How I Use Goodwill to Make Cash on the Side

This time of year is tough going for the construction industry. Jobs slow down, we get laid off, and we just have to wait until mid-January or February for things to pick back up. But I still have a family to feed. And so I still need money. And I get that money with little side jobs and through the use of Goodwill.

Do I actually work at Goodwill during the slow times? No.

I comb through their art, housewares, and tools for things they’re underselling. I buy them and then turn right around and sell them on Ebay, Craigs List, or at a pawn shop.

Now don’t go getting in your head that this is something you should start doing tomorrow because here’s the sticking spot: You’ve got to know what you’re doing! Otherwise you’ll end up with a $50 painting from Goodwill that no one will buy on Ebay. Or a $10 hammer from Goodwill that someone will offer you $2 for on Craig’s List.

But if you know anything about art, tools, metals, or housewares, then seriously dudes, head over to Goodwill immediately. I go probably once a week.

This past time I found this:

Making Cash From Goodwill

Now I don’t actually know what it is but that doesn’t matter. Because it’s silver. And that’s what’s valuable about this doodad. So I bought this unknown silver thing for $3 at Goodwill. I drove down the street to a pawn shop and they bought it for $90. Nice little profit for 15 minutes of work.

If you know what you’re looking for or what’s valuable, you’d be surprised what Goodwill sells that is underpriced – so head on over and make some cash off of other peoples’ cast offs!

 General Note About Not Being Dumb: Make sure you know what’s valuable. Never buy something at Goodwill because it looks like it should be sold for more. You have to know that it’s worth more.


How I Use Goodwill to Make Cash on the Side — 26 Comments

  1. That is amazing…and quite a nice bit of profit for a few minutes of time it took you to do it! What you are doing is very smart, but then you know what you are doing. You are right. There’s no point getting into this if you have no clue what’s valuable or not. But good for you!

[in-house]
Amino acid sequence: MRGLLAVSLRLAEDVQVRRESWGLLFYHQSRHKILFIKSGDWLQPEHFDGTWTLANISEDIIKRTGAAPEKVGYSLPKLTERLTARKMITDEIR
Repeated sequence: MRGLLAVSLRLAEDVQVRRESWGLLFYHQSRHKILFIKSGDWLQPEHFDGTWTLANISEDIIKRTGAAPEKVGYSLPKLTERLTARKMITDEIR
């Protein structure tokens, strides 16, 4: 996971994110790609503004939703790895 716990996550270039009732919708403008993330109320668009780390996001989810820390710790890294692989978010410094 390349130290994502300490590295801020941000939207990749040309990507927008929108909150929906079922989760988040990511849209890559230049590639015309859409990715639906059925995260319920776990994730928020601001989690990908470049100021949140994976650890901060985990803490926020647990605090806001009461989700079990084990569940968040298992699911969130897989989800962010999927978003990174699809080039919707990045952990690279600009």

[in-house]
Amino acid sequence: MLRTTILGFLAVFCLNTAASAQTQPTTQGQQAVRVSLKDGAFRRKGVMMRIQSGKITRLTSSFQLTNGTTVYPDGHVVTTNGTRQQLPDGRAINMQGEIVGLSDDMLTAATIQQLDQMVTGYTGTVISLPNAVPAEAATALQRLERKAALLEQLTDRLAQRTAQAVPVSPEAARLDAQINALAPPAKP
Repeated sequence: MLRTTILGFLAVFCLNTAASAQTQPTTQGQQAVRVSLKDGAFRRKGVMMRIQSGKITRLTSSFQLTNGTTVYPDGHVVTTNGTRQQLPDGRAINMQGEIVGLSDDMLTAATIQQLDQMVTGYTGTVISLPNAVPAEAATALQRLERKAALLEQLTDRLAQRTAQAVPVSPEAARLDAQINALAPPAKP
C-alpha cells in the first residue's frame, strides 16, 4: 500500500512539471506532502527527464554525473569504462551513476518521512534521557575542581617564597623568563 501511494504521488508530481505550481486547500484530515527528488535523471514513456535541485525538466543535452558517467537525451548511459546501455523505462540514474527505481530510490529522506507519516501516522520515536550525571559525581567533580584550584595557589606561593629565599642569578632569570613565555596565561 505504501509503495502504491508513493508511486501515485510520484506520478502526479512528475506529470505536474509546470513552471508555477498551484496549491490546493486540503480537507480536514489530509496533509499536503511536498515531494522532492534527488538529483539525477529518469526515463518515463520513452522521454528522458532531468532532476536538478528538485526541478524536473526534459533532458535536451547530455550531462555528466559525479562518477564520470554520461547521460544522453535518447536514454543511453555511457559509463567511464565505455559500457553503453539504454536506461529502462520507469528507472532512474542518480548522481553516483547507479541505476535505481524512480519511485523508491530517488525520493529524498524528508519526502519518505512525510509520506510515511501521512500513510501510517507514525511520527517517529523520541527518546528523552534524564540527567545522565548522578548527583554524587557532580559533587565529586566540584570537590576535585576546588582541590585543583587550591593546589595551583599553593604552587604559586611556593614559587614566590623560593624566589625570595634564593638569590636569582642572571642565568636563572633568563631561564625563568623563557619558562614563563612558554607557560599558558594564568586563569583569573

Plowing Through Life (Martha) recently posted..MoochersMy Profile

    • Yeah, it’s pretty great and I do well with it for some side money. I admit in my earlier years to buying one or two things that weren’t worth jack…but I learned quickly.

    • Haha, it took me years to learn what was worth what. And when I’m in doubt sometimes, I’ll use my phone in the store and look up the item on ebay. If it’s selling on ebay, I’ll grab it and sell it myself!

  2. HOly MACKerel! You got $90 for that…whateveritis? What a coup! Now…let’s just hope we don’t see the darned thing on Antiques Roadshow next week… 😉

    My favorite former neighbors had a kind of rolling yard-sale road show going on. They would throw a big yard sale about every three months, and yes, they sure did know what they were doing. They knew what things would sell for, and they knew how to find stuff people would buy.

    They’d go around to other yard sales and buy things very low. And the wife told me they would prowl the alleys just before trash pickup and nab perfectly good stuff people left out — free merchandise! She said the stuff sold every time.

    I imagine you could craigslist everything instead of going to the trouble to mount a yard sale…what is Craig’s List, anyway, if not a digital yard sale?

    Do you live anywhere near a college with dorms? Frugal Scholar once blogged that at the end of spring term, kids living in dorms would throw out everything they didn’t want to take home — including books and furniture. She said she often picked up books that had never even been opened. She would sell them on Amazon. Since they were free for the taking, she made a nice little profit on them.
    Funny about Money recently posted..Less I$ MoreMy Profile

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